Happy new year peeps!! 😀
Don’t we all consider the start of the new year, like the start of a new chapter in life? Eventually, we end up taking up New Year’s resolutions. They are meant to make improvements to our lives in some way. So far, so good. Question here, however, is how good are we in really keeping up with our resolutions/goals?
We wake up on January 1st with the best of the intentions and loads of energy to tackle our well laid plan to execute our resolution. The first couple of weeks usually go along beautiful, but more often than not we end up backsliding. Come end of the year, we are back at square one or sometimes even further behind. In fact, researchers say, 80% of us will fail by the second week of February.
It can be daunting when our list of New Year’s resolutions is as long as our holiday shopping list. Unable to keep up to our resolutions, sure our anxiety starts kicking in and before we realize we are in a slump of self-pity. However, it is important to remember that the new year isn’t meant to serve as a catalyst for sweeping character changes. It is a time for people to reflect on their past year’s behavior and promise to make positive lifestyle change. In my previous blog, I’ve sighted a few lessons 2020 taught us. Now it’s up to us to keep it in our mind and behavior forever, or let it be just another terrible year.
Are you setting the right resolutions?
Setting resolutions has become fancy these days. However, I believe that most of our New Year’s resolutions not only fail but can also make things worse. We all want to live in a safe comfort zone where we have scripted our life with the subconscious mind. Apparently, our subconscious acts as a record that repeats the same song over and over again. We might be telling ourselves all day long that we want something different from our past. But in vain, our history plays back by default, and we get the same results.
Unfortunately, most of us create too much resistance by injecting too many resolutions and goals into our minds. It’s important to not bite off more than we can chew. It’s human nature to evolve and shift our habits and preferences over time as our surroundings and circumstances change. The fact of the matter is, things change.
Committing to one resolution for an entire year – with no wiggle room for that resolution to evolve — doesn’t fit into how life really works. It’s inevitable that when trying to give up something, there will be lapses. We shouldn’t feel guilty about giving in to the cravings but accept that it is part of the learning process. If you think this all sounds like too much hard work and that it’s not worth making resolutions to begin with, bear in mind that people who make New Year’s resolutions are 10 times more likely to achieve their goals than those who don’t.
How to set them right?
Maybe now you want to know how to cultivate New Year’s resolutions in a way that won’t leave you frustrated in a couple months!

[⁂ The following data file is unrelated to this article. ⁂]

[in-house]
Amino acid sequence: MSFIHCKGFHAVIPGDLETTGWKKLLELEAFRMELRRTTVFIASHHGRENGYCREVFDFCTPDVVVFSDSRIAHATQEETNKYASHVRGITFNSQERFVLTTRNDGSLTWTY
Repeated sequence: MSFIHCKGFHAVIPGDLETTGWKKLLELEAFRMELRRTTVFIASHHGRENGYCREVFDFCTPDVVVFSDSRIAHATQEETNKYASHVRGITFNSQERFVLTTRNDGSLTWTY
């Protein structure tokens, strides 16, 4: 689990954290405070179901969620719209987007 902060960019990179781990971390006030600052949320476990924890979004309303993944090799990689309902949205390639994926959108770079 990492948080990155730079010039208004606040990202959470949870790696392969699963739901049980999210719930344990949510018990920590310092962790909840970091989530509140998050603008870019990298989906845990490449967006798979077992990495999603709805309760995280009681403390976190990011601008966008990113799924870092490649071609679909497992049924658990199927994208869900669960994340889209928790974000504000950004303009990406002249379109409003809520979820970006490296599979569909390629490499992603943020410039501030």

It’s important to remember that real change takes time, effort and patience. According to research from University College London, it takes about 66 days to completely break an old habit. And it can take much longer to master something new. While we are anchoring this unique pattern of action into our life, we are also uploading a new program in our subconscious. Hence, to stay motivated, it is important to celebrate even the smallest positive changes. Motivation begets motivation, after all.
But for motivation to kick in, the goals need to be realistic. We need to keep in mind that choosing realistic goals and achieving them improves our mindset. However, in order to achieve them, we need to make a plan, as specific as possible, so that we have a track of what we are doing and why.
Tracking goals is a great way to hold yourself accountable. And in the process of tracking, aim for progress, not perfection. We have to keep our focus on how far we are left to go, rather than on the progress we’ve already made.
Your brain can’t handle New Year’s resolutions – here is why
What we need to stick to our New Year’s resolutions is willpower. Your brain cells that operate willpower are located in the prefrontal cortex, which is the area right behind your forehead.
That particular area of the brain is also responsible for staying focused, handling short-term memory and solving abstract tasks for example. Now, when you set a New Year’s resolution, an enormous amount of willpower is required. It’s an amount that your brain simply can’t handle. So, your pre-frontal cortex that handles willpower is like a muscle, that needs to be trained. (Source: Buffer Blog)
Now the problem is clear: any abstract goal you have that is not tied to a specific behavior is nearly impossible for your brain to focus on. Making it “instinctual,” which is the crucial aspect that will help you achieve any new habit.
However, one very comforting and important last fact is that having strong willpower is not something we’re born with, as opposed to popular opinion. So just like your bicep has to be trained in order to grow stronger, so does the prefrontal cortex in your brain.
The yearly ritual of setting resolutions, doesn’t have to be an annual disappointment. Sometimes, the difference between success and failure is simply choosing the right goal and the process you use to go about achieving it. So now you tell me, what were your new year’s resolution? And how were you planning to approach it? Write to me or DM me on Instagram @untamedmusing